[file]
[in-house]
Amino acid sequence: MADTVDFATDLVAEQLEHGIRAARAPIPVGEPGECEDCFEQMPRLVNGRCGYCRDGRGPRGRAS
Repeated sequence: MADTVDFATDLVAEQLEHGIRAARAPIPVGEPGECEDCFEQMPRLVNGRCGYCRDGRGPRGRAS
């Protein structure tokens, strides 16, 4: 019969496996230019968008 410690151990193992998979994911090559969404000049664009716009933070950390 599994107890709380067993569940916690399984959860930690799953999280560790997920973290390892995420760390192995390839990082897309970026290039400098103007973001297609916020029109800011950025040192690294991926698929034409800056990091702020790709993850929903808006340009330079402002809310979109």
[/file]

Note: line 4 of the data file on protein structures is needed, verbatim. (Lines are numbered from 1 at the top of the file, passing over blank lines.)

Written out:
């Protein structure tokens, strides 16, 4: 019969496996230019968008 410690151990193992998979994911090559969404000049664009716009933070950390 599994107890709380067993569940916690399984959860930690799953999280560790997920973290390892995420760390192995390839990082897309970026290039400098103007973001297609916020029109800011950025040192690294991926698929034409800056990091702020790709993850929903808006340009330079402002809310979109």